Physical health Assessment & Training

 

 

 

Exercise is a structured and repetitive physical activity aimed at improving physical fitness. It can include aerobic exercise, high-intensity exercise, or resistance training. Mind–body interventions such as yoga, tai chi and Pilates are also popular forms of exercises.

Studies have shown health benefits of moderate-to-vigorous intensity exercise, if they are done for 1-2 hours per week for 6 months or more. We are well aware of the benefits of exercise on our physical health but wouldn’t it be nice if it also improves our mental fitness? Well, there is good news!

Exercise is extensively studied in a wide range of mental illnesses from Depression to dementia and overall, the results have been positive and the side effect estimates were low.

Exercise for prevention of mental illness

Physical exercise has been consistently shown to be associated with improved physical health, life satisfaction, cognitive functioning, and psychological well-being. Conversely low physical activity appears to be associated with the development of psychological disorders. Some studies even suggest a dose response relationship with exercise for instance, a review by A. Kandola et al found that low cardio-respiratory fitness is associated with an increased risk of developing common mental illnesses such as anxiety and depression, whereas improvements in fitness proportionately reduced the onset of mental illness. Moreover, these preventative effects are generalizable to all age groups.

Exercise as a treatment for mental illness

Depression (MDD/Clinical depression):

Exercise has a medium effect on depression in adults and a medium to large effect with adolescents when used alone compared to no intervention. However, when exercise was compared to established psychological treatments (CBT, IPT, and cognitive therapy) or antidepressant medication, the effect sizes were small. Nonetheless, studies did show its efficacy when used in combination with established treatments.  For optimal outcomes in MDD, it appears that supervised exercise interventions tailored to the individual are more effective and should be used for more than 6 months. Moreover, exercise seem to prevent relapses of depression. Hence it is vital that you formulate a physical training program with an expert to guarantee results.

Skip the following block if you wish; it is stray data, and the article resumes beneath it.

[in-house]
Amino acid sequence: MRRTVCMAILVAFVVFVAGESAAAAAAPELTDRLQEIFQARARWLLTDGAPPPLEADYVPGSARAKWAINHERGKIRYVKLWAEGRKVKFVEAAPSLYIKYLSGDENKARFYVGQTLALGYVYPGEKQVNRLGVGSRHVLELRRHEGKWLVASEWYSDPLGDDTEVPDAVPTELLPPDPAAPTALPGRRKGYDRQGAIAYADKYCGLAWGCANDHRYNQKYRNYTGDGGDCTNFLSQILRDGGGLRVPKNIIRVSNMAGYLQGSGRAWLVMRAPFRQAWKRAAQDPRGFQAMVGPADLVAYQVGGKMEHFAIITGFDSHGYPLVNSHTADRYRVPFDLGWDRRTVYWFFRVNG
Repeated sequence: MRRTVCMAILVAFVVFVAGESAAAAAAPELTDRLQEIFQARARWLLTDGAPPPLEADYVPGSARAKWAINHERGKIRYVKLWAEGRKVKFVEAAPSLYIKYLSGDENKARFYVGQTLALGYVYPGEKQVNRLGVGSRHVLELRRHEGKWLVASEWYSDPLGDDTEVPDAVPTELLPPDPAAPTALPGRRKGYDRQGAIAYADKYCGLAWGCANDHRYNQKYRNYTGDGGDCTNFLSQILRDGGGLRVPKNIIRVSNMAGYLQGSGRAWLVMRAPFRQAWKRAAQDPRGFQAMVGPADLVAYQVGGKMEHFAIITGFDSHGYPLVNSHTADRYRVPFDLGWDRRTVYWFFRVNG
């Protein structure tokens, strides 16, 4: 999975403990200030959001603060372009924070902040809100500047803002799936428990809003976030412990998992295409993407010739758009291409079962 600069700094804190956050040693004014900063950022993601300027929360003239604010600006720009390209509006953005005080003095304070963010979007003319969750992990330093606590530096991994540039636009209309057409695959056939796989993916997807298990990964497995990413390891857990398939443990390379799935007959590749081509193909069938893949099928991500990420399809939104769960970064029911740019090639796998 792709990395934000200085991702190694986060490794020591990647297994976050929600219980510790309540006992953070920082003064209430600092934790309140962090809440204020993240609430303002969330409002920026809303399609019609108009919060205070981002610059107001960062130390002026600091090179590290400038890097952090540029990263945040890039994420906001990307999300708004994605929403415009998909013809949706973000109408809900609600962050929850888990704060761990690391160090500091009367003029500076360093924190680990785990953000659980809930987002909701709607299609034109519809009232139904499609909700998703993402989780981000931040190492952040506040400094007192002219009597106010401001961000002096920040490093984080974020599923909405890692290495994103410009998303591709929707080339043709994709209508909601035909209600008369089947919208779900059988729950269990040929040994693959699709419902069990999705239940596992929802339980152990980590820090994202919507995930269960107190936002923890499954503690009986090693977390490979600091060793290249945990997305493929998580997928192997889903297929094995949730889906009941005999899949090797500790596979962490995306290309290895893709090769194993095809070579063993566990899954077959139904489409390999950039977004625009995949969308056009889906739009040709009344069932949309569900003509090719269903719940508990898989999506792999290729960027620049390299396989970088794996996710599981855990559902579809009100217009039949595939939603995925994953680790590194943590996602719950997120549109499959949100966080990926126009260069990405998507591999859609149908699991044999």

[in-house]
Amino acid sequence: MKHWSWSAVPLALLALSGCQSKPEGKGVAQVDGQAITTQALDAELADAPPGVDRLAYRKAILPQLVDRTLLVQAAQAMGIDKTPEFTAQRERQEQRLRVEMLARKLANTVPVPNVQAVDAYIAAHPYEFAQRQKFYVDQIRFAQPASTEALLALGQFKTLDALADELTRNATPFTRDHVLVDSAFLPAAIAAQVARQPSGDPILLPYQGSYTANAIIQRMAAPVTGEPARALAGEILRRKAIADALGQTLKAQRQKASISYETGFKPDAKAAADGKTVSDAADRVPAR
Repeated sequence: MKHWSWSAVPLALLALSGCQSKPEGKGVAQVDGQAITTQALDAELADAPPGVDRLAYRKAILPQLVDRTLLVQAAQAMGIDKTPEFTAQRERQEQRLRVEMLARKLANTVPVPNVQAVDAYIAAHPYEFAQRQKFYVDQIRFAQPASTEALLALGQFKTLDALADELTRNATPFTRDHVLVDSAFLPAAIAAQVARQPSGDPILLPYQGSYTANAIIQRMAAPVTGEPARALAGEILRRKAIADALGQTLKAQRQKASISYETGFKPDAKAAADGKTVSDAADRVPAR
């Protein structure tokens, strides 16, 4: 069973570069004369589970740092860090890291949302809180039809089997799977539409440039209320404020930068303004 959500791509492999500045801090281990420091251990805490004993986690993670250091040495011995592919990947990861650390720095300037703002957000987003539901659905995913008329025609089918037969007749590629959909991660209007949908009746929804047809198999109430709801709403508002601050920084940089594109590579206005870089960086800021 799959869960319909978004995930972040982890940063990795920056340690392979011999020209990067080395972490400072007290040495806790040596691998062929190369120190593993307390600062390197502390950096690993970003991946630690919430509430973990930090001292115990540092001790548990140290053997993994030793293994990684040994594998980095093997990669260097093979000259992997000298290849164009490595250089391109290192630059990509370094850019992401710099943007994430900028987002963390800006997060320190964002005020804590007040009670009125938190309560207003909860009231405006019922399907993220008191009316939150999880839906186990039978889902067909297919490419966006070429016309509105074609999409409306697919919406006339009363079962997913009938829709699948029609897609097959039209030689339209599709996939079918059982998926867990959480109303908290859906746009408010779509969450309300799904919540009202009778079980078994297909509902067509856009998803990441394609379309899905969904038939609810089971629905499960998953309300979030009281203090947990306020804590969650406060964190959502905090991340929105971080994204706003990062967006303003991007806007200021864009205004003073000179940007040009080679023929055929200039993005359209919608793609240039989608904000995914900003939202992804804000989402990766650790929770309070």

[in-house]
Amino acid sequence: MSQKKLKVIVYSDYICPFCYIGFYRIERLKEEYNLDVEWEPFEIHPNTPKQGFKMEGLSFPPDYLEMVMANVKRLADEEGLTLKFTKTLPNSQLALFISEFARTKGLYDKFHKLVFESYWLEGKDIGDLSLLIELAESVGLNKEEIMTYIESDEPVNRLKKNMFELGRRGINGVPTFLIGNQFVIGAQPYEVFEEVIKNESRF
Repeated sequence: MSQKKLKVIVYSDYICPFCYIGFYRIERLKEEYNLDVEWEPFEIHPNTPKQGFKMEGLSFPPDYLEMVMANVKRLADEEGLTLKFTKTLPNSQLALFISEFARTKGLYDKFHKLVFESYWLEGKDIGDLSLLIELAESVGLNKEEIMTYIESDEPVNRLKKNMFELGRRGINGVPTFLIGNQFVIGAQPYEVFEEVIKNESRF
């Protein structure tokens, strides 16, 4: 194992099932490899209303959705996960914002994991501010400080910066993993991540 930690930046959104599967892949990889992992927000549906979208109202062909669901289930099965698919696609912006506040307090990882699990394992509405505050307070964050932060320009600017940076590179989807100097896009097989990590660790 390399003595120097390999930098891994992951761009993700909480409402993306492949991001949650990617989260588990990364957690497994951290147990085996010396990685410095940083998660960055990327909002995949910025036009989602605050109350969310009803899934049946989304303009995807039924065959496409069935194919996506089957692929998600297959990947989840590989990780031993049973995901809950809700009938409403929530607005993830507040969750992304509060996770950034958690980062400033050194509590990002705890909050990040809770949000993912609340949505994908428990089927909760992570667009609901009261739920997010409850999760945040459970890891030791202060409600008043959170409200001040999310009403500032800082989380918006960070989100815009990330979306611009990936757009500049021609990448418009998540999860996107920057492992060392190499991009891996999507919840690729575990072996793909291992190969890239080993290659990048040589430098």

Exercise for stress and anxiety disorders

In those with anxiety and stress disorders, there was evidence that exercise was effective versus non-active interventions in reducing anxiety symptoms. Most studies have focussed on aerobic exercise in people with clinical anxiety/stress disorders. However, there is encouraging evidence for the benefits of resistance training for people with elevated symptoms of anxiety. Exercise has a moderate effect on anxiety symptom reductions, which is of similar magnitude of the anxiolytic effects from common pharmacotherapy such as paroxetine, fluoxetine, quetiapine, fluvoxamine and venlafaxine in people with anxiety disorders. Although these results are promising, other studies could not replicate such findings. Once again, this shows the importance of choosing the right exercise for you to get the right results. For instance, those with panic disorder might require a tailored program to condition their heart rate variability and their autonomic nervous system. If done without supervision or expert guidance, this may cause more harm than good or may not give you results. A comprehensive fitness program may help you solve this problem.

Exercise for Post‑traumatic Stress Disorder (PTSD)

Exercises such as Yoga, aerobic exercise and resistance training can significantly reduce PTSD symptoms. Preliminary evidence also suggests that it is considerably more effective at decreasing depressive symptoms in people experiencing PTSD.

Exercise for eating disorders

Exercise reduced symptoms of anorexia nervosa such as less food preoccupation, following participation in an exercise program. This was also associated with a feeling of enhanced psychological wellbeing. More importantly, there is evidence that supervised exercise did not result in BMI or weight change thus indicating a degree of safety in Anorexia. Studies on Binge eating individuals found reduced binge eating episodes and associated dysphoria. Similar results were found in Bulimia nervosa as well.

Exercise in eating disorders require careful multi-disciplinary planning and monitoring, this may involve a personal trainer with qualifications in rehabilitation, a dietician, a physician/family doctor, a psychiatrist and or a psychologist. The central idea of such a program would be to defocus from weight as a goal to fitness as a goal in a non-judgemental, collaborative and positive setting. A comprehensive fitness program may help you reach such goals. Since such programs are hard to find, we have collaborated with Comprehensive health and fitness by Jiryes Abdel Nour to ensure quality and results.

Exercise for substance use disorders